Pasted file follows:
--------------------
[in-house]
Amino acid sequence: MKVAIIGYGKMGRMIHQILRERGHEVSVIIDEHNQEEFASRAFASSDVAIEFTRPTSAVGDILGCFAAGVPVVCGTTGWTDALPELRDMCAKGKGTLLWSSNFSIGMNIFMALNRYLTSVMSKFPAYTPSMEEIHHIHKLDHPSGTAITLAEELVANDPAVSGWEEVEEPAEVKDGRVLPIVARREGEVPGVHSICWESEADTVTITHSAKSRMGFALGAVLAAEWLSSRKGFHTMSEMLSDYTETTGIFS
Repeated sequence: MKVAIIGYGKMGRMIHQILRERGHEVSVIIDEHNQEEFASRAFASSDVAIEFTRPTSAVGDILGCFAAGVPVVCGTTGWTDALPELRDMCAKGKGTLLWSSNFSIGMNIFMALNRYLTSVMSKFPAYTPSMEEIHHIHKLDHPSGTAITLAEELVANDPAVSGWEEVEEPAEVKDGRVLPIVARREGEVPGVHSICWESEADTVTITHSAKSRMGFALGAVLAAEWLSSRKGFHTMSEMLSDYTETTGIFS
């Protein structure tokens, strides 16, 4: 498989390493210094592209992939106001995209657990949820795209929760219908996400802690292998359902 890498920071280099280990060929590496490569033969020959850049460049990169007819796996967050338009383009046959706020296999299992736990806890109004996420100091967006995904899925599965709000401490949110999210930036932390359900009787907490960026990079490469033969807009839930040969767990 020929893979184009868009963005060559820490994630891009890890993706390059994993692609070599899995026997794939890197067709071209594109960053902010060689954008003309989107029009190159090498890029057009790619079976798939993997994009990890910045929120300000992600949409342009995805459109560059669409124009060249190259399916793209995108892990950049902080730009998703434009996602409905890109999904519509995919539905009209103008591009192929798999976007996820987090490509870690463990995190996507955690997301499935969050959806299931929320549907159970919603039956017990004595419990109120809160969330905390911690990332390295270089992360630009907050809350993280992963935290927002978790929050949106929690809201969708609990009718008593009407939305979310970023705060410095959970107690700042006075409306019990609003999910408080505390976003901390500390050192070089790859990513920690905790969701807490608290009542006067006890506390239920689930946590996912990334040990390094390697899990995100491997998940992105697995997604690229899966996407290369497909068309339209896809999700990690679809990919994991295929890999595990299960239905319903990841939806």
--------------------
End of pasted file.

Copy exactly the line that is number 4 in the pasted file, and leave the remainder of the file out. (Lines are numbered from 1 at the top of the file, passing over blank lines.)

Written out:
């Protein structure tokens, strides 16, 4: 498989390493210094592209992939106001995209657990949820795209929760219908996400802690292998359902 890498920071280099280990060929590496490569033969020959850049460049990169007819796996967050338009383009046959706020296999299992736990806890109004996420100091967006995904899925599965709000401490949110999210930036932390359900009787907490960026990079490469033969807009839930040969767990 020929893979184009868009963005060559820490994630891009890890993706390059994993692609070599899995026997794939890197067709071209594109960053902010060689954008003309989107029009190159090498890029057009790619079976798939993997994009990890910045929120300000992600949409342009995805459109560059669409124009060249190259399916793209995108892990950049902080730009998703434009996602409905890109999904519509995919539905009209103008591009192929798999976007996820987090490509870690463990995190996507955690997301499935969050959806299931929320549907159970919603039956017990004595419990109120809160969330905390911690990332390295270089992360630009907050809350993280992963935290927002978790929050949106929690809201969708609990009718008593009407939305979310970023705060410095959970107690700042006075409306019990609003999910408080505390976003901390500390050192070089790859990513920690905790969701807490608290009542006067006890506390239920689930946590996912990334040990390094390697899990995100491997998940992105697995997604690229899966996407290369497909068309339209896809999700990690679809990919994991295929890999595990299960239905319903990841939806």